LAS VEGAS -- She may have needed all 25 minutes to seal the deal, but Cris Cyborg is still the UFC featherweight champion.
Cyborg pressured Holm for the entire five-round affair, using power and aggression to beat Holm up on the feet. Landing the first punches of the fight, Cyborg went to Holm’s signature head-kick technique throughout the contest, methodically walking the challenger down and forcing the clinch against the fence, where she repeatedly landed knees to the midsection.
Despite Cyborg’s striking and Octagon control, it was Holm who took the first two rounds on the judges’ scorecards, racing around the Octagon while unloading her own arsenal of kicks and punching combinations. But as the fight progressed to the championship rounds, Cyborg continued her onslaught, landing heavy punches, snapping Holm’s head back with hooks.
Awarded the UFC 219 Fight of the Night, Cyborg and Holm both showed their championship mettle, but in the end it was Cyborg who took the bout 49-46, 48-47, 48-47.
In the evening’s co-main event, Khabib Nurmagomedov put on a mixed martial arts masterclass, completely dominating and dismantling Edson Barboza.
Known for his wrestling, grappling, and top control, Nurmagomedov charged Barboza from the opening bell, pressuring inside to secure the clinch, eventually bringing the fight to the ground in every round. Once on the mat, Nurmagomedov, who earned a Performance of the Night bonus, demolished Barboza with nonstop ground and pound, completely destroying the acclaimed striker.
Nurmagomedov, who was out of action for 13 months before UFC 219, used every second of his 15 minutes inside the Octagon to solidify his case for a lightweight title shot. Now 25-0, and 9-0 in the UFC, Nurmagomedov continues to improve, looking more and more dominant with every outing.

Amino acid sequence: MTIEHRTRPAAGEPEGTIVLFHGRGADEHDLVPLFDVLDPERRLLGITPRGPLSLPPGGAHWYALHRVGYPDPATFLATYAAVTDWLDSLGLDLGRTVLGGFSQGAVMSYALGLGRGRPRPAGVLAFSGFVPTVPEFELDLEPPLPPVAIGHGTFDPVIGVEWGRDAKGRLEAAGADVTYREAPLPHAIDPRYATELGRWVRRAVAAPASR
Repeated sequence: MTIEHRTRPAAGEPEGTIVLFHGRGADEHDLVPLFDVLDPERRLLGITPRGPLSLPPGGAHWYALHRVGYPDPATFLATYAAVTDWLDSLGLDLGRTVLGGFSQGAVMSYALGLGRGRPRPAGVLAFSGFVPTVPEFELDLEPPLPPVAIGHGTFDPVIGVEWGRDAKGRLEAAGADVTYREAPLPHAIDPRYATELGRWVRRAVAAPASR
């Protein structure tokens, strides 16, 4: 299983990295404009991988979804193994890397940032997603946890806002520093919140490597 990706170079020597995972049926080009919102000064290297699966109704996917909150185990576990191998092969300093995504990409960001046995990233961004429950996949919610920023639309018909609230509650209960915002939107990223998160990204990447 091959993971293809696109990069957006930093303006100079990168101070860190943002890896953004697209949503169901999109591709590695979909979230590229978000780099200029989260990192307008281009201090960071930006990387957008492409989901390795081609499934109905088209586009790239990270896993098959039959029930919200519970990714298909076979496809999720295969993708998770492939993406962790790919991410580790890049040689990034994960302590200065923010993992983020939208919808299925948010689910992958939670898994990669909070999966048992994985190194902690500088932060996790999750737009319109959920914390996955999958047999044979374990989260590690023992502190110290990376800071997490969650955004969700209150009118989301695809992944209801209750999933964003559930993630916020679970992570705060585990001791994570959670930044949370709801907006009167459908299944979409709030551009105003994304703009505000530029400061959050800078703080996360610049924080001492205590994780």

“That was my most dominant performance to date,” offered Nurmagomedov. “I feel that I am the most dominant fighter in the UFC today. I am 25-0 and that is the real belt. Conor [McGregor] and Tony [Ferguson] are nothing. It does not matter to me which one I get next. If the UFC will allow me, I will fight them both in the same night.”
A late addition to the main card, lightweights Dan Hooker and Marc Diakiese started off slow, drawing boos and jeers from the T-Mobile Arena crowd during a rather inactive first round.
With Hooker slightly edging Diakiese in the first period, he showed more offense in the second frame, bringing the fight to the ground and controlling most of the round while searching for the rear-naked choke.
Unable to finish the fight in the second, Hooker found his opening in the third, capitalizing on a Diakiese takedown attempt gone wrong by sinking in a near-perfect guillotine choke. With no escape, Diakiese tapped out just 42 seconds into the third round.
“He went for a shoddy takedown and I snatched his neck,” explained Hooker. “I feel like I’ve had a lot of gatekeeper fights and I’m proving that I am not the gatekeeper, I’m the real deal ... I want to fight everyone, no shortcuts to easy fights.”